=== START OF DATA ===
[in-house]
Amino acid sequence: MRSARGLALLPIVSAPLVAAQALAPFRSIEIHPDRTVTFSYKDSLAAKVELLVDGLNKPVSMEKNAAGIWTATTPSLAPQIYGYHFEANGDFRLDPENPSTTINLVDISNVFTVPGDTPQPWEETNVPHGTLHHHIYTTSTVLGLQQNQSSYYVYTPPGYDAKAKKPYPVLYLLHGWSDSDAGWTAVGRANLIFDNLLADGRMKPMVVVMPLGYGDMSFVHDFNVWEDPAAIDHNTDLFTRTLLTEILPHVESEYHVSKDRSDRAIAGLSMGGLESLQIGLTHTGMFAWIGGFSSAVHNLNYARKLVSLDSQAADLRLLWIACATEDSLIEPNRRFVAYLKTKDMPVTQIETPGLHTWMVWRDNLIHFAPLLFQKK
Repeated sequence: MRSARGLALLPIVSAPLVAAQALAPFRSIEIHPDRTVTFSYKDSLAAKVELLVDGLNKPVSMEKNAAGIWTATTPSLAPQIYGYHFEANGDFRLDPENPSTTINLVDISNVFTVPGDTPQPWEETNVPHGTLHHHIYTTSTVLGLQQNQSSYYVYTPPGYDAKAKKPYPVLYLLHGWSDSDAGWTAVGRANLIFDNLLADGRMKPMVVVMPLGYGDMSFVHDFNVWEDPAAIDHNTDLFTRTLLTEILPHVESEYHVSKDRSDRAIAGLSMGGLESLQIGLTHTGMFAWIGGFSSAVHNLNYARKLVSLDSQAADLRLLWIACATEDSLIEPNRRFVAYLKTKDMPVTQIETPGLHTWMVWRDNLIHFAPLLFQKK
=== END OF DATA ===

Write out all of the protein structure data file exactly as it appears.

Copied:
[in-house]
Amino acid sequence: MRSARGLALLPIVSAPLVAAQALAPFRSIEIHPDRTVTFSYKDSLAAKVELLVDGLNKPVSMEKNAAGIWTATTPSLAPQIYGYHFEANGDFRLDPENPSTTINLVDISNVFTVPGDTPQPWEETNVPHGTLHHHIYTTSTVLGLQQNQSSYYVYTPPGYDAKAKKPYPVLYLLHGWSDSDAGWTAVGRANLIFDNLLADGRMKPMVVVMPLGYGDMSFVHDFNVWEDPAAIDHNTDLFTRTLLTEILPHVESEYHVSKDRSDRAIAGLSMGGLESLQIGLTHTGMFAWIGGFSSAVHNLNYARKLVSLDSQAADLRLLWIACATEDSLIEPNRRFVAYLKTKDMPVTQIETPGLHTWMVWRDNLIHFAPLLFQKK
Repeated sequence: MRSARGLALLPIVSAPLVAAQALAPFRSIEIHPDRTVTFSYKDSLAAKVELLVDGLNKPVSMEKNAAGIWTATTPSLAPQIYGYHFEANGDFRLDPENPSTTINLVDISNVFTVPGDTPQPWEETNVPHGTLHHHIYTTSTVLGLQQNQSSYYVYTPPGYDAKAKKPYPVLYLLHGWSDSDAGWTAVGRANLIFDNLLADGRMKPMVVVMPLGYGDMSFVHDFNVWEDPAAIDHNTDLFTRTLLTEILPHVESEYHVSKDRSDRAIAGLSMGGLESLQIGLTHTGMFAWIGGFSSAVHNLNYARKLVSLDSQAADLRLLWIACATEDSLIEPNRRFVAYLKTKDMPVTQIETPGLHTWMVWRDNLIHFAPLLFQKK